Chest pain? New system decides if you need ER
A three- to five-minute survey administered by health care professionals could help identify symptoms, level of heart attack risk, and whether a trip to the ER is necessary.
Many of us know someone who has experienced severe chest pain but hemmed and hawed over whether to go to the emergency room. The ultimate hope is that the pain will just pass.
The rule of thumb has been to just go--better safe than sorry. But only 20 percent of those who do go actually have heart attacks, so researchers at the Stanford Cardiac Rehabilitation Program have developed a 3- to 5-minute survey that can be administered by a health care professional that helps identify symptoms, level of heart attack risk, and whether a trip to the ER is necessary.
Because every minute counts, a case could be made that waiting around to take a survey could cost lives. But there's no reason this survey--which can be completed by phone, or in the hospital--couldn't be taken en route to the hospital.
"By streamlining the decision-making process, this system hastens the care of high-risk patients and provides more convenient care options for patients at moderate or low risk," says Robert DeBusk, founder of the program at Stanford, which works to develop effective methods of managing chronic diseases.
To test the survey, the researchers recruited 20 healthy volunteers to use a script to report symptoms. Meanwhile, eight cardiologists and 12 cardiac nurses used the online questionnaire to determine symptoms by telephone. They input the answers into the system in real time, and based on guidelines developed by the American College of Cardiology and the American Heart Association, it classifies patients as low, moderate, or high risk, depending on the unique combinations of reporters symptoms.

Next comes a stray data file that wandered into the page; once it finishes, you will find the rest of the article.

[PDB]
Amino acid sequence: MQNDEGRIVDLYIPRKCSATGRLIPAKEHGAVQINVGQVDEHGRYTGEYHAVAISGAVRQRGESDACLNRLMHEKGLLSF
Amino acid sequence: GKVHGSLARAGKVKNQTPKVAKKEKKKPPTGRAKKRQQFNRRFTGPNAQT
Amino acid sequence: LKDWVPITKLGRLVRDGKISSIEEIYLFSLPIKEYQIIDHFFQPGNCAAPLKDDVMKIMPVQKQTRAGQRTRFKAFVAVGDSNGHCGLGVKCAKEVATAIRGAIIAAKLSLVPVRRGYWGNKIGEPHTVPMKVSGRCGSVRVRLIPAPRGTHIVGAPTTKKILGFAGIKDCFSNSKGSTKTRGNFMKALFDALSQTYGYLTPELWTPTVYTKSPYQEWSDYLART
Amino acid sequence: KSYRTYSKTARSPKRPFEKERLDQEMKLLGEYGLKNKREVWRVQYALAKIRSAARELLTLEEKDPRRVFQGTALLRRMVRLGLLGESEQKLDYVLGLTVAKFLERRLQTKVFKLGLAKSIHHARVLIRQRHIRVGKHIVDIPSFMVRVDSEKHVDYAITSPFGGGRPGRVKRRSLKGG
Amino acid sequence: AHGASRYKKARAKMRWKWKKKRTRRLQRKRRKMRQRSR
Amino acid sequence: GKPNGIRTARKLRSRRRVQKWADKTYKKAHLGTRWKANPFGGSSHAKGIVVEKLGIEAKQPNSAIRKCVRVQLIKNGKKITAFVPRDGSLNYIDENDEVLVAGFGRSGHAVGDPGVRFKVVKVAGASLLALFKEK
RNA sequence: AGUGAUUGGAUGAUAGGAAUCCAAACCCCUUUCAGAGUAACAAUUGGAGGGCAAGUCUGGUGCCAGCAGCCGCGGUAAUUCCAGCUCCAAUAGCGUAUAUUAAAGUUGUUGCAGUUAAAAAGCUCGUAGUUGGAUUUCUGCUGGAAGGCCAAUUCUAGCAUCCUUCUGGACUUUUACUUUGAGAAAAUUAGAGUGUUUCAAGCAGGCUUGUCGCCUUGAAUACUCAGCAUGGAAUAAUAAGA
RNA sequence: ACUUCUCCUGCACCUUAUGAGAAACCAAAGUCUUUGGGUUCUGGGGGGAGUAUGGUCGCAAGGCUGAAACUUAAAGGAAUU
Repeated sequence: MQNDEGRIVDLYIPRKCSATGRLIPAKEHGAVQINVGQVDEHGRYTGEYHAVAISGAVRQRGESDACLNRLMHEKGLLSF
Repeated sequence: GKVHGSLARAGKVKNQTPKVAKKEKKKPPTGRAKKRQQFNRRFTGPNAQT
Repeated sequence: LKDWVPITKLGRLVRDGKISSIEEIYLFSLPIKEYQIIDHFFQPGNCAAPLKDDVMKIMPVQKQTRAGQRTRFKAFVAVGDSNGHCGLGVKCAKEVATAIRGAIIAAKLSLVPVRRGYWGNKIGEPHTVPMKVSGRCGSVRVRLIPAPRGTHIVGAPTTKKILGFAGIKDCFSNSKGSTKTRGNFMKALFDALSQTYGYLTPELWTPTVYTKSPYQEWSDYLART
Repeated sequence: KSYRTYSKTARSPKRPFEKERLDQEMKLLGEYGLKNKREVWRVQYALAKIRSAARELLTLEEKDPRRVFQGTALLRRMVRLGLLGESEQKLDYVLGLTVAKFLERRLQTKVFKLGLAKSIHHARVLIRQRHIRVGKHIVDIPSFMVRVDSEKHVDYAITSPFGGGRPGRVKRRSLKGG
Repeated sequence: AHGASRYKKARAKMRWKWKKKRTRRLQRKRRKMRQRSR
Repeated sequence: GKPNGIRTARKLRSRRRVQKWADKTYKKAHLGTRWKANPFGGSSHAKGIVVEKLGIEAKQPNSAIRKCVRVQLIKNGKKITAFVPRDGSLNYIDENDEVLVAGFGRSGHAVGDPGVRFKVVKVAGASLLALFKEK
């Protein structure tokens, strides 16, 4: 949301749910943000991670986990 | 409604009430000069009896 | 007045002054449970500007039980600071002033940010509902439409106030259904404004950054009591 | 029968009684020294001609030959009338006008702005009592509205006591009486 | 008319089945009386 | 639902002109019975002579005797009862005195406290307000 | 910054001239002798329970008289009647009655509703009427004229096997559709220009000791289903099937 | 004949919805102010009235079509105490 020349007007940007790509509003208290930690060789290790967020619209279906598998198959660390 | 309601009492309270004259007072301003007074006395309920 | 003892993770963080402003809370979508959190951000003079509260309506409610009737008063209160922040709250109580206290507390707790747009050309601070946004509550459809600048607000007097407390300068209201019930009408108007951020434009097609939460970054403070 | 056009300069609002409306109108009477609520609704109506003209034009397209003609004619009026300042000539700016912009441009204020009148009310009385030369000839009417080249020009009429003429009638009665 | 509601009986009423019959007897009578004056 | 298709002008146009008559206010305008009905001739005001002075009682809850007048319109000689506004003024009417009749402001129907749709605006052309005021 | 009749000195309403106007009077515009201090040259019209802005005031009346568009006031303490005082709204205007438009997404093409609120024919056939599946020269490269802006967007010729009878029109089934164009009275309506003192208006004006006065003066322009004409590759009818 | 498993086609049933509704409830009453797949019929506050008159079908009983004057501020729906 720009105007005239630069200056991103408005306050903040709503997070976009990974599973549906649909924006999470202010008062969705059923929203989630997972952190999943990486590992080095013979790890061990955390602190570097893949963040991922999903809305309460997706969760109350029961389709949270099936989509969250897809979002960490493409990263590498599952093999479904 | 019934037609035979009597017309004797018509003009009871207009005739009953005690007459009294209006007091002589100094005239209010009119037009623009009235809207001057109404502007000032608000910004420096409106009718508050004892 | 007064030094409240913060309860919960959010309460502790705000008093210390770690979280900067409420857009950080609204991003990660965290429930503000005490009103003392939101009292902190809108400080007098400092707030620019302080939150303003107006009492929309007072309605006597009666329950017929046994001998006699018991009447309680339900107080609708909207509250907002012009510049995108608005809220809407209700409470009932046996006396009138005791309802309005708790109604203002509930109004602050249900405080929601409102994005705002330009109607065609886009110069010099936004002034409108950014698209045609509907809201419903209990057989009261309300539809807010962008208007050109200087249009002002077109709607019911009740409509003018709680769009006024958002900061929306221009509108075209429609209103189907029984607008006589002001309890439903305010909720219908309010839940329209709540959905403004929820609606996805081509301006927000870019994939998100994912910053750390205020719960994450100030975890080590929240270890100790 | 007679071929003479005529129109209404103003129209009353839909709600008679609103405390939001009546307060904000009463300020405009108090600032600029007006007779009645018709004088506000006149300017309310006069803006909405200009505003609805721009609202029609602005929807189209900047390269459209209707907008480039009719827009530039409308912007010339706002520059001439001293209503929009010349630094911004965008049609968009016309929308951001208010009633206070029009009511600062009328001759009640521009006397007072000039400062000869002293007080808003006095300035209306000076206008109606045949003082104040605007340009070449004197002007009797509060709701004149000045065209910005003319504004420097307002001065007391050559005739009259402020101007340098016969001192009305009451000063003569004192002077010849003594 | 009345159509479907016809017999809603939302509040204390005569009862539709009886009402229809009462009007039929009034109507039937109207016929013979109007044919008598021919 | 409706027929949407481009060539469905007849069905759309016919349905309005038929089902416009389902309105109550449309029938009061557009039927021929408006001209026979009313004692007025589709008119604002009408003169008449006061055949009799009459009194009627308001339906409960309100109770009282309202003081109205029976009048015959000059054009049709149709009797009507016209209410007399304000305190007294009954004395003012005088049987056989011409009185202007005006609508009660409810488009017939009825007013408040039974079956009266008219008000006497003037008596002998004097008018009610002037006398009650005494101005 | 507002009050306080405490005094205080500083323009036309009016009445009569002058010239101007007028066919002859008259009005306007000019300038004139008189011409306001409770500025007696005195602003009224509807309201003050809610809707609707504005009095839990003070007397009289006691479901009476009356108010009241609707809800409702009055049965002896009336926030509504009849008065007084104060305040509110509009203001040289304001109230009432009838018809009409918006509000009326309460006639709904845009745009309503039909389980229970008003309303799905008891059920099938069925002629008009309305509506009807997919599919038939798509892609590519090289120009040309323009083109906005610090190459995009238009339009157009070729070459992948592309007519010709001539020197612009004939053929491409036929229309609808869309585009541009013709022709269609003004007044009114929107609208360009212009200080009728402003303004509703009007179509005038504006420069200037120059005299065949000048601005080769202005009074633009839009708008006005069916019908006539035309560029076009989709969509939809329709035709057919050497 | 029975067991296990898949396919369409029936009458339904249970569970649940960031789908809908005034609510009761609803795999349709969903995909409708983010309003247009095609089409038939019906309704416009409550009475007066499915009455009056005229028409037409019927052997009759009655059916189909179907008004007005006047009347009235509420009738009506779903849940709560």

High-risk patients are advised to call 911 for immediate transport to the ER. Moderate-risk patients are scheduled for a same-day visit with their cardiologist, and low-risk patients would be scheduled for an outpatient evaluation by their cardiologist within three days.
The study showed that the nurses' performances in eliciting and recording patients' symptoms equaled the cardiologists' performances, and that it took 2.6 to 4.8 minutes to complete each survey.
Because men and women report different symptoms, it will be important to closely monitor the results of this and any other questionnaire that might instruct patients on when to go to the hospital. If it turns out that it saves men's lives but costs women's lives, or vise versa, it's back to the drawing board. Pronto.
DeBusk says, "Somebody is responsible for the patient throughout the episode of illness, beginning with the initial phone contact. We always phone the patient's physician regarding the appropriate triage decision, and we help to arrange for follow-up care."
Ultimately, he adds, "The system is designed to prevent patients from falling through the cracks."